2006/0040845 February 2006 Gladfelter et al.
2006/0107705 May 2006 Hsu et al.
2006/0117811 June 2006 Kinnetz
2006/0150437 July 2006 Tarnowski et al.
2006/0196529 September 2006 Kenowski et al.
2006/0254626 November 2006 Botts et al.
2006/0270579 November 2006 Aubay et al.
2006/0272359 December 2006 Kang
2006/0272360 December 2006 Hsu et al.
2007/0022790 February 2007 Slutsky et al.
2007/0084253 April 2007 Ehrlich et al.
2007/0131000 June 2007 Jeong
2007/0163098 July 2007 Tomasi et al.
2007/0163307 July 2007 Kramme et al.
2007/0261177 November 2007 Risen et al.
2008/0107576 May 2008 Zettlitzer et al.
2008/0276966 November 2008 Yusuf et al.
2009/0095028 April 2009 Hoppe et al.
2009/0095031 April 2009 Favaro et al.
2009/0100880 April 2009 Hill
2009/0100881 April 2009 Dahlke
2009/0158782 June 2009 Hill
2009/0235962 September 2009 Classen et al.
2009/0293202 December 2009 Bolduan et al.
2009/0308111 December 2009 Robb et al.
2010/0000264 January 2010 Luckman et al.
2010/0000580 January 2010 Classen et al.
2010/0040213 February 2010 Park et al.
2010/0115708 May 2010 Caswell et al.
2010/0300157 December 2010 Schulze
2011/0017239 January 2011 VanLoyen et al.
Foreign Patent Documents
2027154 Apr 1991 CA
8033429 May 1982 DE
3403622 Aug 1985 DE
3403852 Aug 1985 DE
3833961 Apr 1990 DE
3908438 Sep 1990 DE
4014776 Nov 1991 DE
4017001 Nov 1991 DE
69019666 Oct 1995 DE
19619602 Nov 1997 DE
19902974 Oct 1999 DE
20115173 Nov 2001 DE
10144667 Mar 2003 DE
10334283 Dec 2004 DE
102006043913 Mar 2008 DE
102007023065 Nov 2008 DE
102009030288 Jan 2010 DE
102009030290 Jan 2010 DE
102009030329 Jan 2010 DE
0169604 Jan 1986 EP
423044 Apr 1991 EP
0611159 Aug 1994 EP
0685587 Dec 1995 EP
1063340 Dec 2000 EP
1637060 Mar 2006 EP
1731654 Dec 2006 EP
1808520 Jul 2007 EP
1842953 Oct 2007 EP
1849909 Oct 2007 EP
1884584 Feb 2008 EP
2003237 Dec 2008 EP
2141276 Jan 2010 EP
2324151 Dec 2011 EP
2518204 Oct 2012 EP
2342377 Jan 2015 EP
2015870 Sep 1979 GB
2134078 Aug 1984 GB
2136831 Sep 1984 GB
2214524 Sep 1989 GB
2311767 Oct 1997 GB
2386130 Sep 2003 GB
2417492 Mar 2006 GB
TO20060569 Feb 2008 IT
03191994 Aug 1991 JP
11309296 Nov 1999 JP
8806199 Aug 1988 WO
0220893 Mar 2002 WO
02058528 Aug 2002 WO
2003027377 Apr 2003 WO
03102291 Dec 2003 WO
2006010924 Feb 2006 WO
2006021760 Mar 2006 WO
2006037354 Apr 2006 WO
2006042631 Apr 2006 WO
2006061041 Jun 2006 WO
2006094219 Sep 2006 WO
2006098571 Sep 2006 WO
2007056097 May 2007 WO
2008034691 Mar 2008 WO
2008034965 Mar 2008 WO
2008053183 May 2008 WO
2008138798 Nov 2008 WO
2008155264 Dec 2008 WO
10010433 Jan 2010 WO

Other References

German Search Report for Counterpart DE102009030288, dated Feb. 27, 2012. cited by applicant .
German Search Report for Counterpart DE102009030289, dated Feb. 11, 2014. cited by applicant .
German Search Report for Counterpart DE102009030329, dated Feb. 7, 2014. cited by applicant.

Primary Examiner: Perrin; Joseph L.

Parent Case Text



CROSS REFERENCE TO RELATED APPLICATIONS

This application is a continuation of U.S. patent application Ser. No. 14/186,326, filed Feb. 21, 2014, now U.S. Pat. No. 9,481,959, issued Nov. 1, 2016, which is a continuation of U.S. patent application Ser. No. 13/472,845, filed May 16, 2012, now U.S. Pat. No. 8,677,538, issued Mar. 25, 2014, which is a division of U.S. patent application Ser. No. 12/165,712, filed Jul. 1, 2008, now U.S. Pat. No. 8,196,441, issued Jun. 12, 2012, all of which are hereby incorporated by reference in their entirety.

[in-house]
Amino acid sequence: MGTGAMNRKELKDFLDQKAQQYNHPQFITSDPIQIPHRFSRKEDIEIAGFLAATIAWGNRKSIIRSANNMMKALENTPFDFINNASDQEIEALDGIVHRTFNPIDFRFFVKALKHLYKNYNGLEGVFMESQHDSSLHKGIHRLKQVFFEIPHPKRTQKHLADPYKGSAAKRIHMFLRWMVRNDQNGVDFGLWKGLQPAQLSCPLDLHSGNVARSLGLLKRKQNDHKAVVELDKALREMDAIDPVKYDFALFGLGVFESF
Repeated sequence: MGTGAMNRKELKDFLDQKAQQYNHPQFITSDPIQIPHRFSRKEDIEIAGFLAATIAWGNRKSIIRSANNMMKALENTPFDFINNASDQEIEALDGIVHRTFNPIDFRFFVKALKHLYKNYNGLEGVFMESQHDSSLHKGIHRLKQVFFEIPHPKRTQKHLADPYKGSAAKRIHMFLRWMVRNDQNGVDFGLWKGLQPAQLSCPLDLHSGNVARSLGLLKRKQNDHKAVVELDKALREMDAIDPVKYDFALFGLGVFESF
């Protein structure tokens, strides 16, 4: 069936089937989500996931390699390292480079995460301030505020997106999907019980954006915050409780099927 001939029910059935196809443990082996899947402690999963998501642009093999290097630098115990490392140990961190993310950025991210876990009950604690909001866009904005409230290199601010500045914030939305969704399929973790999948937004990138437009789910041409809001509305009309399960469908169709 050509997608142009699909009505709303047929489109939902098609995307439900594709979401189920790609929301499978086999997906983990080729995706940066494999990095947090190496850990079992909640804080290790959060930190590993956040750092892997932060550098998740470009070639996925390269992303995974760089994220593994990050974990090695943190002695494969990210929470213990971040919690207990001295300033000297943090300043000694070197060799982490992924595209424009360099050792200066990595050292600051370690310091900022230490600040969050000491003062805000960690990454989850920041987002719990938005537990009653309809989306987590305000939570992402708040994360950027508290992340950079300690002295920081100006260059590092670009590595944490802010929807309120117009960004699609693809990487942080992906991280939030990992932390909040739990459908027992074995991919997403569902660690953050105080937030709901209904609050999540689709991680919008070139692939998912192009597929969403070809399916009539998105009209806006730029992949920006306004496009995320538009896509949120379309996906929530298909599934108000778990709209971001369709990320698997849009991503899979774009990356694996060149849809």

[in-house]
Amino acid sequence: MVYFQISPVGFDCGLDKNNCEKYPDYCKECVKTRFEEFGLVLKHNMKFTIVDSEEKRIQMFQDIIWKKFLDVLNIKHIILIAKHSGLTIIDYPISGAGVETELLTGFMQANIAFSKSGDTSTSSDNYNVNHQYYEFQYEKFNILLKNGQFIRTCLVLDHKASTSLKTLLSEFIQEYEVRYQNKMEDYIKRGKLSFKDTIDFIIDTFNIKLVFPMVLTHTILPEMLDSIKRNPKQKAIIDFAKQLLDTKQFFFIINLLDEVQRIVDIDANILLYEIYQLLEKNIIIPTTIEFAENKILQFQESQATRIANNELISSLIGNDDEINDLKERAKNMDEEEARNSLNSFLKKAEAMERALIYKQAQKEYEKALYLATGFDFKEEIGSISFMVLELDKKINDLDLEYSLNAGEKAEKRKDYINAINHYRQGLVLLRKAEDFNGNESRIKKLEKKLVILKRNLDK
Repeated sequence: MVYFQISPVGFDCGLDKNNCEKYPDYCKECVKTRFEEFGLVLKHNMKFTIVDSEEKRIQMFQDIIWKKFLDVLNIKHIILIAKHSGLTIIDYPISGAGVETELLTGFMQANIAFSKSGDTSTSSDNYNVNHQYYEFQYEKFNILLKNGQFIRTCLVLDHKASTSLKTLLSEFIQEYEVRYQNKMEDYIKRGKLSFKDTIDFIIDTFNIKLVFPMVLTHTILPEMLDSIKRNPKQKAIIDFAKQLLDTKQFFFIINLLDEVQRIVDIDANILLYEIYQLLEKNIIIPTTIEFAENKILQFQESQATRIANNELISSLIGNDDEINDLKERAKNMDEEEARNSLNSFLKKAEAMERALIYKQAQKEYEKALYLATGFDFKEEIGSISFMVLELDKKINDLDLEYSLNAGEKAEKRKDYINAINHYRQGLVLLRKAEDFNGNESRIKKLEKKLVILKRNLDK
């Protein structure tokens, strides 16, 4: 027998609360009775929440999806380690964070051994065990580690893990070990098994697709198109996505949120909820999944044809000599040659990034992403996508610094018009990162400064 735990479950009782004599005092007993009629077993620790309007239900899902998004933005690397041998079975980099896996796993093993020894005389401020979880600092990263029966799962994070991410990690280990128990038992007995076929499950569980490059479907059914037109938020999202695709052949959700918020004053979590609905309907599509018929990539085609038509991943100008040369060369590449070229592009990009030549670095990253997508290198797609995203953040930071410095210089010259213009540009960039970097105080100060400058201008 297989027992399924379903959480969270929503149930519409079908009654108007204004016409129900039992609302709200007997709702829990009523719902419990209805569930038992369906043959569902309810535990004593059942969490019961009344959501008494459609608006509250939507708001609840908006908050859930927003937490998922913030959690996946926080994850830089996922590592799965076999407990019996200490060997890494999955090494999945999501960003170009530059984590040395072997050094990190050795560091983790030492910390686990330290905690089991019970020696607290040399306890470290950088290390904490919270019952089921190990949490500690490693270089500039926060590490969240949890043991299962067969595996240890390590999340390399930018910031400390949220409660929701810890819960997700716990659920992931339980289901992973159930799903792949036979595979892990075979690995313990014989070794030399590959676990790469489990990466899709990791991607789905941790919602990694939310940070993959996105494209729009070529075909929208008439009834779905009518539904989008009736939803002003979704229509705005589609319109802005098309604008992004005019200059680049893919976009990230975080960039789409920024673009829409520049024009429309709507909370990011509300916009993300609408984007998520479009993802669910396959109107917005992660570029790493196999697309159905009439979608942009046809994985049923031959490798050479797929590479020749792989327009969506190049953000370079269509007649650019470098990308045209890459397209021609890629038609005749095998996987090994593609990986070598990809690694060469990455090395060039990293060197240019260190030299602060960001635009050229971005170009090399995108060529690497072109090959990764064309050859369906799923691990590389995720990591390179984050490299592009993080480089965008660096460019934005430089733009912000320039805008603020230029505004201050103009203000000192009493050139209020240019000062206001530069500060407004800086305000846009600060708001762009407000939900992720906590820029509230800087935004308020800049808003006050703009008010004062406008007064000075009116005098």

Claims



What is claimed is:

1. A household cleaning appliance configured to execute a cleaning cycle on an article, comprising: a cabinet defining an interior; a rotatable drum located within the interior and defining a treating chamber for receiving an article for treating and wherein a rotational axis of the drum is vertical; and a dispensing system, comprising: a non-bulk dispensing system including a housing that is fluidly coupled to the treating chamber; a drawer storing multiple doses of a liquid treating chemistry, where the drawer is configured to be slideably moveable between an opened position and a closed position, where the drawer is within the cabinet; and a treating chemistry meter operable to couple the drawer to the housing of the non-bulk dispensing system when the drawer is in the closed position to control dosing of the liquid treating chemistry from the drawer to the housing of the non-bulk dispensing system such that the non-bulk dispensing system is provided with functionality of a bulk dispensing system.

2. The household cleaning appliance according to claim 1, further comprising a controller configured to implement the cleaning cycle and operably coupled to the treating chemistry meter to control dosing of the liquid treating chemistry to the non-bulk dispensing system.

3. The household cleaning appliance according to claim 2, further comprising a user interface electrically coupled with the controller and enabling a user to input commands to the controller.

4. The household cleaning appliance according to claim 3 wherein the controller is configured to receive at least one cleaning cycle, cycle parameter, or cycle option from the user interface and implement the at least one cleaning cycle, cycle parameter, or cycle option.

5. The household cleaning appliance according to claim 1 wherein the drawer further comprises a bulk dispensing cartridge that defines an interior treating chemistry chamber accessible through an opening configured to be selectively closed by a closing element that is operable between an opened and closed position through which the interior treating chemistry chamber can be filled when the closing element is in the opened position.

6. The household cleaning appliance according to claim 5 wherein the bulk dispensing cartridge is received within the drawer.